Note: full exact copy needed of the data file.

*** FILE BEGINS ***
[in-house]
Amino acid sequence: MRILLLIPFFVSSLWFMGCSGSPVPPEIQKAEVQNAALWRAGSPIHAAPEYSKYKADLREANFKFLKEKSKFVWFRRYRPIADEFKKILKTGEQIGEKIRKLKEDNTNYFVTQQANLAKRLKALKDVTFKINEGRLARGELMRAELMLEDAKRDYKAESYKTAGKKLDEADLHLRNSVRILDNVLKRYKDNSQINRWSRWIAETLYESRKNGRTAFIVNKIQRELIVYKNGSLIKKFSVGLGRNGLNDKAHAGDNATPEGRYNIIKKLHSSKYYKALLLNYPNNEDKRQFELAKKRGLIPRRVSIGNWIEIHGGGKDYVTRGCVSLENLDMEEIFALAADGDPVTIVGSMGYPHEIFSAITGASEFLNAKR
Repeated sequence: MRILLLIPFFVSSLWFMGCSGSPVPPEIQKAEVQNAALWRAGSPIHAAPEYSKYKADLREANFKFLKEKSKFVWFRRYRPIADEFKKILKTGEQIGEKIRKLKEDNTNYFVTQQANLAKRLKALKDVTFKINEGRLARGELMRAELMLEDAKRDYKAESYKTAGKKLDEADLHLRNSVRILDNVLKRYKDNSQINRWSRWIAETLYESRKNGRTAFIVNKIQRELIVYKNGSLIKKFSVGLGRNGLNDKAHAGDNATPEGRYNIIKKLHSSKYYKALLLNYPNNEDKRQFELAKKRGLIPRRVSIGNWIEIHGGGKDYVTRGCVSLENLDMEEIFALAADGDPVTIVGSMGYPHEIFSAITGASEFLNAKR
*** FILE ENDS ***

[in-house]
Amino acid sequence: MRILLLIPFFVSSLWFMGCSGSPVPPEIQKAEVQNAALWRAGSPIHAAPEYSKYKADLREANFKFLKEKSKFVWFRRYRPIADEFKKILKTGEQIGEKIRKLKEDNTNYFVTQQANLAKRLKALKDVTFKINEGRLARGELMRAELMLEDAKRDYKAESYKTAGKKLDEADLHLRNSVRILDNVLKRYKDNSQINRWSRWIAETLYESRKNGRTAFIVNKIQRELIVYKNGSLIKKFSVGLGRNGLNDKAHAGDNATPEGRYNIIKKLHSSKYYKALLLNYPNNEDKRQFELAKKRGLIPRRVSIGNWIEIHGGGKDYVTRGCVSLENLDMEEIFALAADGDPVTIVGSMGYPHEIFSAITGASEFLNAKR
Repeated sequence: MRILLLIPFFVSSLWFMGCSGSPVPPEIQKAEVQNAALWRAGSPIHAAPEYSKYKADLREANFKFLKEKSKFVWFRRYRPIADEFKKILKTGEQIGEKIRKLKEDNTNYFVTQQANLAKRLKALKDVTFKINEGRLARGELMRAELMLEDAKRDYKAESYKTAGKKLDEADLHLRNSVRILDNVLKRYKDNSQINRWSRWIAETLYESRKNGRTAFIVNKIQRELIVYKNGSLIKKFSVGLGRNGLNDKAHAGDNATPEGRYNIIKKLHSSKYYKALLLNYPNNEDKRQFELAKKRGLIPRRVSIGNWIEIHGGGKDYVTRGCVSLENLDMEEIFALAADGDPVTIVGSMGYPHEIFSAITGASEFLNAKR